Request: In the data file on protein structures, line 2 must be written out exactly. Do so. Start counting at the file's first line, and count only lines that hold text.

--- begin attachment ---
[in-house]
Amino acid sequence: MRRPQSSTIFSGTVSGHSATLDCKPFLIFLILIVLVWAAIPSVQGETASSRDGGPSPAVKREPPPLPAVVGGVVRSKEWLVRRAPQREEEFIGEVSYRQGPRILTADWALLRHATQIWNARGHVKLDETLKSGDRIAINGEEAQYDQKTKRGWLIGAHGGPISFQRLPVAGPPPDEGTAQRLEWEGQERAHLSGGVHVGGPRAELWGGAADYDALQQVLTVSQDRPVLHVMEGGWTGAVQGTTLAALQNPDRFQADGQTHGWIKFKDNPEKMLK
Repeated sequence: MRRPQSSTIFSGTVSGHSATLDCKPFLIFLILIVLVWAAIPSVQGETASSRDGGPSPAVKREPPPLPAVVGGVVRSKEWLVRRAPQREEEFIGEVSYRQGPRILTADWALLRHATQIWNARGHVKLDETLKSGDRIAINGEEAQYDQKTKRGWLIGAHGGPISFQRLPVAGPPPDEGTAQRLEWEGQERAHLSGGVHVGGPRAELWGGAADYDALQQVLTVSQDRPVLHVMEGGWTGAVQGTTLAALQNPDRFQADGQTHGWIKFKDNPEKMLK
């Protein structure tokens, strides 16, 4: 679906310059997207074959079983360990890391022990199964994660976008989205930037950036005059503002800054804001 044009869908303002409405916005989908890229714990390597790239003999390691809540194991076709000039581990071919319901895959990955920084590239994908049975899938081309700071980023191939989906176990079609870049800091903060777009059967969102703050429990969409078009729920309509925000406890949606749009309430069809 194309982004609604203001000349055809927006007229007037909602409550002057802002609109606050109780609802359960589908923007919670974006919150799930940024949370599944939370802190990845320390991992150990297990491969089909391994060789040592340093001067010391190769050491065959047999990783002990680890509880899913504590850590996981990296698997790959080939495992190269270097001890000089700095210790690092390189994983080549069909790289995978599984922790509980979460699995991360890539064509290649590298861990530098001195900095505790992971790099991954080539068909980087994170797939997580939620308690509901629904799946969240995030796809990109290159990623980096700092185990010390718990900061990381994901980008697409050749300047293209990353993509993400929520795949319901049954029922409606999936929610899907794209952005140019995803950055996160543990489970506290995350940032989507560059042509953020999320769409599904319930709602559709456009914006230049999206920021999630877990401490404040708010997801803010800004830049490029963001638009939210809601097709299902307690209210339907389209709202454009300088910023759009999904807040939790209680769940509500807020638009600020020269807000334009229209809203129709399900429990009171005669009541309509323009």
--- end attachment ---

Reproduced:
Amino acid sequence: MRRPQSSTIFSGTVSGHSATLDCKPFLIFLILIVLVWAAIPSVQGETASSRDGGPSPAVKREPPPLPAVVGGVVRSKEWLVRRAPQREEEFIGEVSYRQGPRILTADWALLRHATQIWNARGHVKLDETLKSGDRIAINGEEAQYDQKTKRGWLIGAHGGPISFQRLPVAGPPPDEGTAQRLEWEGQERAHLSGGVHVGGPRAELWGGAADYDALQQVLTVSQDRPVLHVMEGGWTGAVQGTTLAALQNPDRFQADGQTHGWIKFKDNPEKMLK